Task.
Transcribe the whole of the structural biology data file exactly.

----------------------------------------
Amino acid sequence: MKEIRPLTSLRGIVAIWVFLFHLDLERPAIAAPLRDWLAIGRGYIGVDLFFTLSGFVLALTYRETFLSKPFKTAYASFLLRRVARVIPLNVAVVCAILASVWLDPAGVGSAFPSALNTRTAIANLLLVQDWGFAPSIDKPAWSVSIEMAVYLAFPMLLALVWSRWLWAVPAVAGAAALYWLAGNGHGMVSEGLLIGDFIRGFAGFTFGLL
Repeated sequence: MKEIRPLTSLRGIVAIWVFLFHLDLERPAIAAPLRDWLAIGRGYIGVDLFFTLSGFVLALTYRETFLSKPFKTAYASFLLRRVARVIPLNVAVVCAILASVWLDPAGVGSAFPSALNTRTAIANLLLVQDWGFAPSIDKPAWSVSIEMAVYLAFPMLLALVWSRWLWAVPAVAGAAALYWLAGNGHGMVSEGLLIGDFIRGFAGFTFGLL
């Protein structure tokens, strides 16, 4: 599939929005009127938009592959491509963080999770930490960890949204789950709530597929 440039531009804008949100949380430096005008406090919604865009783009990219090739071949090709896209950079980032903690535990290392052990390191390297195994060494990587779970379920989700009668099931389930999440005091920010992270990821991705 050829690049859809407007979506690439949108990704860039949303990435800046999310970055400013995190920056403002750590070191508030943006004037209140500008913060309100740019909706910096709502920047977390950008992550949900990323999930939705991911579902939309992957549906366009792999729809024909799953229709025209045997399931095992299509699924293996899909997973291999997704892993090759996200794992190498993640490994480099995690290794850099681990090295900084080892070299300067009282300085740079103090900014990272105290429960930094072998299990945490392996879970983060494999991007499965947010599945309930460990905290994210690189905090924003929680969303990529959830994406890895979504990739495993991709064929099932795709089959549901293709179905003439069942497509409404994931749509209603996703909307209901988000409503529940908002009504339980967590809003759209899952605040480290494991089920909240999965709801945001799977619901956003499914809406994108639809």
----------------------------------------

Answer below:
Amino acid sequence: MKEIRPLTSLRGIVAIWVFLFHLDLERPAIAAPLRDWLAIGRGYIGVDLFFTLSGFVLALTYRETFLSKPFKTAYASFLLRRVARVIPLNVAVVCAILASVWLDPAGVGSAFPSALNTRTAIANLLLVQDWGFAPSIDKPAWSVSIEMAVYLAFPMLLALVWSRWLWAVPAVAGAAALYWLAGNGHGMVSEGLLIGDFIRGFAGFTFGLL
Repeated sequence: MKEIRPLTSLRGIVAIWVFLFHLDLERPAIAAPLRDWLAIGRGYIGVDLFFTLSGFVLALTYRETFLSKPFKTAYASFLLRRVARVIPLNVAVVCAILASVWLDPAGVGSAFPSALNTRTAIANLLLVQDWGFAPSIDKPAWSVSIEMAVYLAFPMLLALVWSRWLWAVPAVAGAAALYWLAGNGHGMVSEGLLIGDFIRGFAGFTFGLL
């Protein structure tokens, strides 16, 4: 599939929005009127938009592959491509963080999770930490960890949204789950709530597929 440039531009804008949100949380430096005008406090919604865009783009990219090739071949090709896209950079980032903690535990290392052990390191390297195994060494990587779970379920989700009668099931389930999440005091920010992270990821991705 050829690049859809407007979506690439949108990704860039949303990435800046999310970055400013995190920056403002750590070191508030943006004037209140500008913060309100740019909706910096709502920047977390950008992550949900990323999930939705991911579902939309992957549906366009792999729809024909799953229709025209045997399931095992299509699924293996899909997973291999997704892993090759996200794992190498993640490994480099995690290794850099681990090295900084080892070299300067009282300085740079103090900014990272105290429960930094072998299990945490392996879970983060494999991007499965947010599945309930460990905290994210690189905090924003929680969303990529959830994406890895979504990739495993991709064929099932795709089959549901293709179905003439069942497509409404994931749509209603996703909307209901988000409503529940908002009504339980967590809003759209899952605040480290494991089920909240999965709801945001799977619901956003499914809406994108639809």